New Pay Equity Law Throws City Of Portland Into Confusion

By Ericka Cruz Guevarra (OPB) and Amelia Templeton (OPB)
Portland, Ore. Jan. 4, 2019 8:32 p.m.

Earlier this week, the Portland Bureau of Human Resources sent emails to city employees detailing how a new state pay equity law would affect them. The law went into effect Jan. 1.

The bureau notified 518 city employees they would see a change in pay as a result of the Oregon Equal Pay Act of 2017, while another 869 were told they would not.


But 1,219 city employees — including Portland Police Chief Danielle Outlaw and now-resigned Fire and Rescue Chief Mike Myers — were also told in an email that they were being “red circled."

That means they would, at least temporarily, not receive pay raises based on merit or even cost of living increases while the city attorney and human resources directors work with the City Council on how to remain compliant with the law. Employees whose rate of pay was found to be above “justified salary” — determined by comparing factors like seniority, experience, education and merit — were red-circled.

The Portland Police Bureau introduces Danielle Outlaw as its new chief Thursday, Aug. 10, 2017.

The Portland Police Bureau introduces Danielle Outlaw as its new chief Thursday, Aug. 10, 2017.

Kaylee Domzalski / OPB

The city's human resources department stresses the pay freeze is just a temporary measure.

"We wanted to freeze every person that was impacted by the analysis and changes of compensation as a result of the pay equity legislation," said Serilda Summers-McGee, chief human resources officer for Portland. "We didn’t want any additional adjustments in compensation to occur, until we speak with Council about remaining in compliance."

The Bureau of Human Resources is in Mayor Ted Wheeler's management portfolio. Wheeler's communications director referred questions to the human resources department on Thursday and hadn't responded to follow up questions as of Friday afternoon.

The emails bewildered some city employees, who were surprised by abrupt communications regarding changes in pay as a result of the law, and city leaders appeared to be caught flat-footed.

Emails sent to city employees explaining the new law and how it would affect employees' pay raised questions about how prepared the state and employers — including Oregon’s most populous city — were in implementing the law.

“We understand that it would have been better to have more time and provide you with more information before the pay equity decision emails were sent out,” read an email sent to city staff this week explaining earlier communications regarding pay changes.

“BHR staff were literally working up to the last minute to implement the changes before midnight, December 31st," the email said. "That said, you told us you wanted more transparency, more consistency, and more proactive approaches to the services we provide. We know this multi-bureau process did not meet those expectations.”


The problem at the city of Portland occurred in part because of how long it took state regulators to come up with rules for employers regarding compliance with the law, which the governor signed in June 2017, according to Marshall Runkel, chief of staff to Commissioner Chloe Eudaly.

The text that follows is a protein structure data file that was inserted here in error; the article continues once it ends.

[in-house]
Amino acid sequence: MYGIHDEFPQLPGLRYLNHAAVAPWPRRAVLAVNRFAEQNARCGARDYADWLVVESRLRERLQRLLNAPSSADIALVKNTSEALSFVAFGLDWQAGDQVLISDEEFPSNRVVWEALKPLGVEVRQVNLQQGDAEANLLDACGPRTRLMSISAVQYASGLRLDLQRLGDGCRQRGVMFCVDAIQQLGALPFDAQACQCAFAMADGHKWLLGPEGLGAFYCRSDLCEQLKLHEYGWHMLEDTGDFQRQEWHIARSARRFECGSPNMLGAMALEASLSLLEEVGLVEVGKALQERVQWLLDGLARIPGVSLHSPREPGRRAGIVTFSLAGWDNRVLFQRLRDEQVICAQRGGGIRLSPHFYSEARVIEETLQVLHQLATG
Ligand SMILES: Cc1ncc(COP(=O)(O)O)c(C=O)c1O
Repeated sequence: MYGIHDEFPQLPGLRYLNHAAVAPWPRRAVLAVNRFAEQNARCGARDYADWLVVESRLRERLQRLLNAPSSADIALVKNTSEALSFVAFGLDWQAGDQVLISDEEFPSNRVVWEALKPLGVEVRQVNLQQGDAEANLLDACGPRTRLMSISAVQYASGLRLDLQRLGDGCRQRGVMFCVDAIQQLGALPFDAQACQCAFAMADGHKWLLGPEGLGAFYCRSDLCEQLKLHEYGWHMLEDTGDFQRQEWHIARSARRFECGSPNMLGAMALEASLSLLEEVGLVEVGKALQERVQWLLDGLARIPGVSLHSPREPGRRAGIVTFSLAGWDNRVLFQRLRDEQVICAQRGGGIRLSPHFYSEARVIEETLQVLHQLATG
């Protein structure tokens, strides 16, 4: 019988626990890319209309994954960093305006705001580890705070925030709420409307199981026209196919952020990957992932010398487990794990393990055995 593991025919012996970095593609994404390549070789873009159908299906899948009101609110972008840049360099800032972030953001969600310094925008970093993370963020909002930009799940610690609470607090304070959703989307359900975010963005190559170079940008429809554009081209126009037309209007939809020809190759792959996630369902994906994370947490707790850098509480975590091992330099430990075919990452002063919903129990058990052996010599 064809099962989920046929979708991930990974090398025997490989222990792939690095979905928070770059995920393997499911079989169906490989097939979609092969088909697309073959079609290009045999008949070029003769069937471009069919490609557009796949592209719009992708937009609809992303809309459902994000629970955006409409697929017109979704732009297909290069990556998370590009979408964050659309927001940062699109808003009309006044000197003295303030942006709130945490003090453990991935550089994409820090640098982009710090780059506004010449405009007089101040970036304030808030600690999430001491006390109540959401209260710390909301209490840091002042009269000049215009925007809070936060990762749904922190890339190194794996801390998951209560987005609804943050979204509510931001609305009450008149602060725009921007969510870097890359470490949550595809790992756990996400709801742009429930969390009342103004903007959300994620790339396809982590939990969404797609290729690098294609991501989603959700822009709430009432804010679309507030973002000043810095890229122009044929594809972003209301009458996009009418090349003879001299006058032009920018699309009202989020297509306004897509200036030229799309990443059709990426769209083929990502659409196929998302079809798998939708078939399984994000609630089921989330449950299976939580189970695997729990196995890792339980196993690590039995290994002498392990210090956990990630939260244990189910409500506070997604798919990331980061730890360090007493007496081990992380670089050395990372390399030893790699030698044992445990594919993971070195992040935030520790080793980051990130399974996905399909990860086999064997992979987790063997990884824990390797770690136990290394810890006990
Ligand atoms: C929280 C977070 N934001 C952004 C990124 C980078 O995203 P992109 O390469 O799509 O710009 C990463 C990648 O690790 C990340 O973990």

Portland City Hall

Portland City Hall

Kathryn Boyd-Batstone / OPB

State regulators didn’t issue the administrative order and rules for the law until Nov. 19, 2018. Those rules outlined implementation of the law and included definitions, work of comparable character, exceptions and posting notices.

In December, the Portland Tribune reported on a meeting in which legislators grilled regulators with the state Bureau of Labor and Industries for dragging their feet on finalizing rules for the new law.

As a result, 15 heads of city bureaus and offices will have their pay "red circled." That means more than half of all top city managers — nearly 70 percent — were told in an email that they were no longer eligible for pay or cost of living increases while the city determines how it will keep in compliance with the law. Myers, the former head of the Fire Bureau, resigned the same week the emails were sent to staff.

“I think it would be hard to overstate how big a problem it is for morale,” Runkel said. “A motivated workforce is key to success in any endeavor. So I think we stepped in it with our workforce on this issue, and we need to correct.”

Runkel and other chiefs of staff are working to solve the communications breakdown ahead of a planned meeting on the issue among city commissioners next week. While Runkel thinks the goal of the equal pay law is laudable, he says it was poorly executed by state and city leaders.

“That’s not the ideal way for an employer to communicate with employees,” Runkel said, adding the city email lacked context and explanation.

For its part, BOLI said it was never directed or given the resources to communicate with employers on a mass scale about the new law.

“So what we have done is get ourselves ready to do enforcement through our civil rights division because under this law, employees can go to BOLI with a complaint,” said Christine Lewis, legislative and communications director with BOLI.

“The only thing that the Legislature directed us to do was to make a poster, and help with the required posting."

Lewis added that BOLI is not responsible for mass enforcement or spot checking; she said adding the law had only created a “complaint-driven process.”

Leila Wall, a training and development specialist with the technical assistance for employers program at BOLI, said her team has been conducting seminars with hundreds of employers since mid-2018.

This story may be updated.